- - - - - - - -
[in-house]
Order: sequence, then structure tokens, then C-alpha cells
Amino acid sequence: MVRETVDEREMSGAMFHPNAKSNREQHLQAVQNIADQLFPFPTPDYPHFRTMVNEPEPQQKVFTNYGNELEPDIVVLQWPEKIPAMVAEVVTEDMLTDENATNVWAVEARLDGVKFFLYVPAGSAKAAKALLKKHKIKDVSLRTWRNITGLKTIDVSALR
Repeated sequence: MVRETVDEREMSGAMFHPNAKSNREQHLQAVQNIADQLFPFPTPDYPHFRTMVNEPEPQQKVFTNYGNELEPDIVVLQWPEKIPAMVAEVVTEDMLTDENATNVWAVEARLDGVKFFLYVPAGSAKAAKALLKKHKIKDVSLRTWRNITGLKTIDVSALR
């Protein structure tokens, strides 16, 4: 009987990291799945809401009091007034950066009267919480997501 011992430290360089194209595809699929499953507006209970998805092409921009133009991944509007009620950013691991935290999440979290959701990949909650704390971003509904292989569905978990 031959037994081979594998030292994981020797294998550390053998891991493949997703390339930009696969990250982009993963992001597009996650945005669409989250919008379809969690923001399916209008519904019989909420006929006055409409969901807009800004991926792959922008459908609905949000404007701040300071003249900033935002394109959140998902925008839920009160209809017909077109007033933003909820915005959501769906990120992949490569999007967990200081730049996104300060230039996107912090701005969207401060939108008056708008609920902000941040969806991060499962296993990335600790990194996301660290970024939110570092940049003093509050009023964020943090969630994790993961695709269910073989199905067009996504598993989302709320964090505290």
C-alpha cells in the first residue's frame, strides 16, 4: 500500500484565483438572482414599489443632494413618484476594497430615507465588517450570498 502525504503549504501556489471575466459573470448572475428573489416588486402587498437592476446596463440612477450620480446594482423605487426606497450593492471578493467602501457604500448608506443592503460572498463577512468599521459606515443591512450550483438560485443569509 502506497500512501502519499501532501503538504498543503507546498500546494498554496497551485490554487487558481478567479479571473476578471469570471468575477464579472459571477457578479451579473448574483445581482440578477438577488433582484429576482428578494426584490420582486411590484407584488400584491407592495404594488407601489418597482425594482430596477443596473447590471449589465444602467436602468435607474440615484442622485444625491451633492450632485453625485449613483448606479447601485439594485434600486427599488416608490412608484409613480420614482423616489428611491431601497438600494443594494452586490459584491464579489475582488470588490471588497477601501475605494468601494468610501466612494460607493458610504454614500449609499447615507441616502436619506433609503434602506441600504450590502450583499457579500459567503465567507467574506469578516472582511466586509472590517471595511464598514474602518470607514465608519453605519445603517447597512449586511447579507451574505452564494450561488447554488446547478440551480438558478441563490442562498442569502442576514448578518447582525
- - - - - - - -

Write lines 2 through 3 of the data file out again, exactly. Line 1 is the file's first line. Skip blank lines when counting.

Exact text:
Order: sequence, then structure tokens, then C-alpha cells
Amino acid sequence: MVRETVDEREMSGAMFHPNAKSNREQHLQAVQNIADQLFPFPTPDYPHFRTMVNEPEPQQKVFTNYGNELEPDIVVLQWPEKIPAMVAEVVTEDMLTDENATNVWAVEARLDGVKFFLYVPAGSAKAAKALLKKHKIKDVSLRTWRNITGLKTIDVSALR